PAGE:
The 360° VR environments were composed of two 360° pictures of bedrooms containing different sets of common household items. Bedroom A (Figure 1A) featured the following target objects: backpack, painting, trousers, shoes, and bottle; Bedroom B (Figure 1B) has the following target objects: glass, T-shirt, slippers, luggage, and portrait. The concepts depicted in each picture according to the objects placed within it are familiar. Familiarity has been shown to have an important effect on various memory- and cognitive-processing tasks. According to Alario and Ferrand (1999), familiarity was rated as an important predictor of picture-naming latencies. Essentially, the naming time is faster when a participant is more familiar with a concept. For example, the bottle in Bedroom A was replaced with a vase in Bedroom B, or a backpack was replaced with a luggage. Additionally, both pictures have five complementary objects: bed, table, personal computer, mirror, and wardrobe (Sauzéon et al., 2012; Sauzeon et al., 2016; Negro-Cousa et al., 2019). To generate the 360° pictures, the LG360-105 camera and the linked LG360 viewer software for the edit were used. The non-immersive 360° picture was displayed on a Samsung Galaxy Tab A 25.65 cm (10.1″) Tablet, and the immersive 360° picture was displayed on an iPhone 6 via a VR head-mounted display (HMD).


Figure 1. Study task. (A) Participants look at the 360° panorama picture through VR headset (immersive condition); (B) participants look at 360° panorama picture through tablet (non-immersive condition).


Consenting participants in the study were randomly assigned to one of two conditions using the Random Allocation Software 2.0 (Saghaei, 2004). A within-subject counterbalanced design was used: Group 1 first viewed Picture A (immersive) followed by Picture B (non-immersive), and Group 2 first viewed Picture B (non-immersive), then Picture A (immersive) (Figure 1). The counterbalanced design was adopted to avoid the complications connected to a repeated presentation of similar stimuli, and to avoid the primary effect of memory. In this study, the sample was recruited from a non-clinical population with no declared memory deficit, and it was hypothesized that the counterbalanced design could emphasize the difference between the immersive and non-immersive conditions. For participants without memory impairments, it could be easy to remember a list of objects regardless the type of the condition; however, the counterbalanced design was used to minimize the carryover effect (Sayette et al., 2010) as participants perform in more than one condition (immersive and non-immersive or non-immersive and immersive) where the first picture allows for better recollection of the second.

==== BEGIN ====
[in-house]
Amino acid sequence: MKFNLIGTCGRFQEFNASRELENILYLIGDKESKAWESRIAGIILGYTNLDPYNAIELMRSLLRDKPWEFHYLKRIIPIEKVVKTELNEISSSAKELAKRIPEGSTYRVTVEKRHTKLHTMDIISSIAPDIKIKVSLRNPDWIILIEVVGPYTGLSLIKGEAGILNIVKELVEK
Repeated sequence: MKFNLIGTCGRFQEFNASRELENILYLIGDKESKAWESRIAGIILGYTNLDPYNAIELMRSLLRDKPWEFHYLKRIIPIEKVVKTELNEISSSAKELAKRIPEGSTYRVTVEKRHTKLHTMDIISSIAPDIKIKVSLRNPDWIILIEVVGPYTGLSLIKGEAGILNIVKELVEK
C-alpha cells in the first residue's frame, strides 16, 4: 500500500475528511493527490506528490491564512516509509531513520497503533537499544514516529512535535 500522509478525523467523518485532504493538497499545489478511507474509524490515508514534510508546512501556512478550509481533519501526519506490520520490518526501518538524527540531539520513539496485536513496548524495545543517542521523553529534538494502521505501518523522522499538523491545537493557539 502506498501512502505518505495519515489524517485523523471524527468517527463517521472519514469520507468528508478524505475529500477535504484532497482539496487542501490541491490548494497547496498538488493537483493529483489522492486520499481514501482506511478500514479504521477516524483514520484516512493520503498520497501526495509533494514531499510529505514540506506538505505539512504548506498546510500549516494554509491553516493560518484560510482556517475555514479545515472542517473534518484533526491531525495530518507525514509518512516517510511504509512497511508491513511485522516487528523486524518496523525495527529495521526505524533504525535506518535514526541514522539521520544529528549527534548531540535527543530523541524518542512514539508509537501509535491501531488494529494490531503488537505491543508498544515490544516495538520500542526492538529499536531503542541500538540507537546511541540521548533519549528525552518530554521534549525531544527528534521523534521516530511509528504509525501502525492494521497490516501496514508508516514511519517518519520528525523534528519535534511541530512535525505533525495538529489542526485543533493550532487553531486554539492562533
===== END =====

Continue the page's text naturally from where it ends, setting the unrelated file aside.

The study took place at the Department of Psychology at the University of Valencia. Participants came to the laboratory, signed the written informed consent, and filled out the sociodemographic questionnaire. Participants were then invited to sit on a swivel chair to ensure the greatest comfort while viewing the 360° picture – through either the HMD for the immersive picture or on the tablet for the non-immersive picture. For the immersive condition, participants looked at a neutral picture in order to focus the image as well as to adjust and calibrate the HMD before displaying the experimental picture. The experiment is composed of three phases: (1) encoding phase, (2) recall phase, and (3) recognition phase (Table 1). During the encoding phase, participants first viewed Picture A or B, depending on the condition they were assigned, for 50 s, then completed the free recall task. Then they viewed the second picture followed by completion of the free recall task again. A 10-min delay was implemented before participants completed the recognition task, where they utilized a written list to identify as many items as they could from the first picture viewed. This procedure (Sauzéon et al., 2012) allowed for best observing the effect of immersive and non-immersive setups for memory ability.